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What is a periodic tenancy?

  1. Mike from Birmingham
  2. Finding a house questions and answers

Question

My and I husband are planning to get a new house, and we have been told that most of the houses available are on periodic lease. What would this entail exactly? Would we have full rights over our own property while we live there? To what extent would any property modification be allowed? I am also a little confused over how long the lease would be and to what extent would we be liable in case of damage to property under this periodic lease. And finally, is a lease the same as a rental?

Answer

The phrase “periodic lease” is usually used to describe a “periodic tenancy” which is what a fixed term tenancy becomes after the initial fixed term expires if the parties don’t sign a new fixed term agreement.  Is it possible a tenant is living in this property and it’s not being sold with vacant possession? 

It would be the tenant that had the lease and you would either have to agree with the vendor to evict the tenant prior to your purchase going through (which would be best) or deal with it yourself afterwards.  Many houses (although not all and it varies throughout the country) are freehold properties so there is no lease.  Sometimes a landlord owns the freehold and grants leases to the lessees (also called tenants).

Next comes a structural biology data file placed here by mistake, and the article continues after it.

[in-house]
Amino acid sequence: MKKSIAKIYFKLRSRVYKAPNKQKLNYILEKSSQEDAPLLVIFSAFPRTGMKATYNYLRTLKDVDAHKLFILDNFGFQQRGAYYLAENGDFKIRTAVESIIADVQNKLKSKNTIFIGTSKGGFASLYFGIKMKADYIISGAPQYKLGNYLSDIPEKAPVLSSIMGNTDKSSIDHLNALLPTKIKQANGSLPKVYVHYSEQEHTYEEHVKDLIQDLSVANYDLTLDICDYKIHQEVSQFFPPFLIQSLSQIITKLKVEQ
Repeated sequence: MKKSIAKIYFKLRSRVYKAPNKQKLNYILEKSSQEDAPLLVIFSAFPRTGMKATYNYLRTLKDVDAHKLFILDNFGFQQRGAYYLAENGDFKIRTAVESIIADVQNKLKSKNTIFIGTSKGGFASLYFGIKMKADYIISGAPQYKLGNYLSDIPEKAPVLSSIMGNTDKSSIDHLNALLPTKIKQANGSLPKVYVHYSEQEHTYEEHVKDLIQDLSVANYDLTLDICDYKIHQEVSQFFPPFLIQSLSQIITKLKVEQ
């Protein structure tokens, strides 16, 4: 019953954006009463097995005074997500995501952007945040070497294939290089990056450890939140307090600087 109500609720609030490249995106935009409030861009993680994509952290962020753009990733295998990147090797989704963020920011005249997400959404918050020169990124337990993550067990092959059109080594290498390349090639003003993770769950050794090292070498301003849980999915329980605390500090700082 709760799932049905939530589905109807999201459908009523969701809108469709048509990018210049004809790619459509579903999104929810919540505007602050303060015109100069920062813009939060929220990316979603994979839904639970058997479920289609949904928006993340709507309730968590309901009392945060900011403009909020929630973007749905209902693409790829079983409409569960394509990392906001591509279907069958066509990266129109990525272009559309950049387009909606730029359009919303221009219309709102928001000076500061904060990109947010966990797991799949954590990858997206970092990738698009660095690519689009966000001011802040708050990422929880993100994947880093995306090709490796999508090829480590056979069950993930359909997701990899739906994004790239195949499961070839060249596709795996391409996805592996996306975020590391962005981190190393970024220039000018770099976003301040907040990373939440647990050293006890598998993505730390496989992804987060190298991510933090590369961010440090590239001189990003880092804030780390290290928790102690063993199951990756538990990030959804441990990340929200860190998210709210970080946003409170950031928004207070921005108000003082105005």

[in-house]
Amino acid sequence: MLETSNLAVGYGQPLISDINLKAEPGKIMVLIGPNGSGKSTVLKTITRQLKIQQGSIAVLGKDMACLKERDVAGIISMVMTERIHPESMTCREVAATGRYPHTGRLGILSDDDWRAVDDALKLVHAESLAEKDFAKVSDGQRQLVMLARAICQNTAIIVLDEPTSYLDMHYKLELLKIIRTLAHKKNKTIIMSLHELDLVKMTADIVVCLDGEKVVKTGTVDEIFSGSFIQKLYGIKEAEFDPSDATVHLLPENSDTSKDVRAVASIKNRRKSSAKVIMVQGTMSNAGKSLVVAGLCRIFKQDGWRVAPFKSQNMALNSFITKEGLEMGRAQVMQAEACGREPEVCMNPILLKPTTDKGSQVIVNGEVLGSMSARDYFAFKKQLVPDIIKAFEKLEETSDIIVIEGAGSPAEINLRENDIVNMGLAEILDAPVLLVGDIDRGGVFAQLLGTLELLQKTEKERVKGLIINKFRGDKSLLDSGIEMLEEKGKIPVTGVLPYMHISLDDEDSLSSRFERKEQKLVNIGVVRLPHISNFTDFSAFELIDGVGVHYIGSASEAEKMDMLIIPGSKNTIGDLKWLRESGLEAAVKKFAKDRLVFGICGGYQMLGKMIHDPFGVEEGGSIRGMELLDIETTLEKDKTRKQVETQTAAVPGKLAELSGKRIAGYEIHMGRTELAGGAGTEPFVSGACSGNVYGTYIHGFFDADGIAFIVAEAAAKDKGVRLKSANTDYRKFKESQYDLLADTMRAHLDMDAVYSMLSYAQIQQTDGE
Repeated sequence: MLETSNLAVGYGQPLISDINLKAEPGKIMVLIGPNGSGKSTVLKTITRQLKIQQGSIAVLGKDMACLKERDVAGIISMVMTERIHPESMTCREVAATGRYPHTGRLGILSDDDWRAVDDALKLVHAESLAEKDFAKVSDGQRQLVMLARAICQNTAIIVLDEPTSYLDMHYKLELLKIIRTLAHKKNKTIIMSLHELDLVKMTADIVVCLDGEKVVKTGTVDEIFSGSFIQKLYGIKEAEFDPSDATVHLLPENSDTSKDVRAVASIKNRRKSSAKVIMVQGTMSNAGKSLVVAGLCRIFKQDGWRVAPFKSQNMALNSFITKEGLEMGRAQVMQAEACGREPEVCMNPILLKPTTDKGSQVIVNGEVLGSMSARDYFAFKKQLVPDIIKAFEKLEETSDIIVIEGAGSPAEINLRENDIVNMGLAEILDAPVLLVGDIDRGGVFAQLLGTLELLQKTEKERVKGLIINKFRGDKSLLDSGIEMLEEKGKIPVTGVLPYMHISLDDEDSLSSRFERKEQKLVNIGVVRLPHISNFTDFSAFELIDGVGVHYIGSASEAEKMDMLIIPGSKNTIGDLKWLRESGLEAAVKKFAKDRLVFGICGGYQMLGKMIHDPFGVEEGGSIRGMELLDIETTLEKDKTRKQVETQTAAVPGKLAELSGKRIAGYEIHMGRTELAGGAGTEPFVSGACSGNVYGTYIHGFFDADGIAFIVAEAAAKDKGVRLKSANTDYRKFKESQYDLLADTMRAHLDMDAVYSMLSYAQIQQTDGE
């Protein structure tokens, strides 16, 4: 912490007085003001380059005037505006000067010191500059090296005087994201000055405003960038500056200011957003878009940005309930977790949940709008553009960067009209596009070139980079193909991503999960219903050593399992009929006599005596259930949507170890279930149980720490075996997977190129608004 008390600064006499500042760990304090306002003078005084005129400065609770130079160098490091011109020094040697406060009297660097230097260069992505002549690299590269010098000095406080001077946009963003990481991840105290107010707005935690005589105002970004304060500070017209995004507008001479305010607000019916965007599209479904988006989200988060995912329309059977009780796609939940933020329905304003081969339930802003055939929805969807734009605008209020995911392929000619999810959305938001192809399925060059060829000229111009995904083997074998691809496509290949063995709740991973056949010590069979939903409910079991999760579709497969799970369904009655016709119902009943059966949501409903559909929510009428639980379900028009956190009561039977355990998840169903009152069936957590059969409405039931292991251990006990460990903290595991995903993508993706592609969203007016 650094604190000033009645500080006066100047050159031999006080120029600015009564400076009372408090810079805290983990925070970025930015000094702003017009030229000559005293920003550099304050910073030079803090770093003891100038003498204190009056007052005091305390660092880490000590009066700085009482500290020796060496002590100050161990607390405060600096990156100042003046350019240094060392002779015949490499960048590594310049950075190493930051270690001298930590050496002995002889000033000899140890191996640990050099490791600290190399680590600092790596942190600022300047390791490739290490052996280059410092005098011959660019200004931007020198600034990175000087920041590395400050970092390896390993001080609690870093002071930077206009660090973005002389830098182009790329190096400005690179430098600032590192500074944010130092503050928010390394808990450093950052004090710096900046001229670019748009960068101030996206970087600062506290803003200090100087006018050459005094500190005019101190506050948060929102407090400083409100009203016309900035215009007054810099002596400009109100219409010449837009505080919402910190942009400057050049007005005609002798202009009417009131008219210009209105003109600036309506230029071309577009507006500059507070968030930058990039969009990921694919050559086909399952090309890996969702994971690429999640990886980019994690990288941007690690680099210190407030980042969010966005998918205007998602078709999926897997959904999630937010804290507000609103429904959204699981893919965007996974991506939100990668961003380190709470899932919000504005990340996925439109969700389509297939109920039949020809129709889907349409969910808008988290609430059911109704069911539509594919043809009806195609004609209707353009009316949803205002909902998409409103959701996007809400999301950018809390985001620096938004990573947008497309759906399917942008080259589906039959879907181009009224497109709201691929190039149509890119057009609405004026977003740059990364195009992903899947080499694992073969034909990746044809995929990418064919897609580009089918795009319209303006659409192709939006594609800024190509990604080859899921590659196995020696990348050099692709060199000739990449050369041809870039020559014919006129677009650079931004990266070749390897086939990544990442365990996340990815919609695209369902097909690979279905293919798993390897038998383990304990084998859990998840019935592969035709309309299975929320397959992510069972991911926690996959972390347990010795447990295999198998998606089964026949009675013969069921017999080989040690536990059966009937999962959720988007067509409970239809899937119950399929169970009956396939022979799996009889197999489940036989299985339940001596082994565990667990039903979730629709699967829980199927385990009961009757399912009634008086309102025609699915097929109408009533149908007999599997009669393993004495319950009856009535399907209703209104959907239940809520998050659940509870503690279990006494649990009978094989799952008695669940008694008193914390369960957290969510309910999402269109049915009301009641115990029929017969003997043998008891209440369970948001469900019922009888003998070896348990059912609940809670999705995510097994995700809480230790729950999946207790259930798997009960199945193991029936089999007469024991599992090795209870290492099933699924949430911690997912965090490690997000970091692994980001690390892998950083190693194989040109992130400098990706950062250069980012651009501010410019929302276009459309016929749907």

These leases are for usually for many years to start with, i.e. 99 or 199 years. The lessee could then rent the property on a fixed term “assured shorthold tenancy agreement” to a tenant who would then be on a periodic lease after the fixed term expired. 

As a lessee, you would have full rights over the property in as much as decorating inside but structural changes and anything to the communal parts/exterior would have to be approved by the landlord.  Lessees have the right to acquire the management of their building from the freeholder if the majority of them demand it with the correct legal procedure.

Crystal Horwood

Crystal Horwood

PACE Property Professionals

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Comments (1)

  • jack

    posted on 9 Jan 2013

    A periodic tenancy has no 'end date', so does the Berrisford v Mexfield Housing Assoc case now mean that this is a 90 year lease ?

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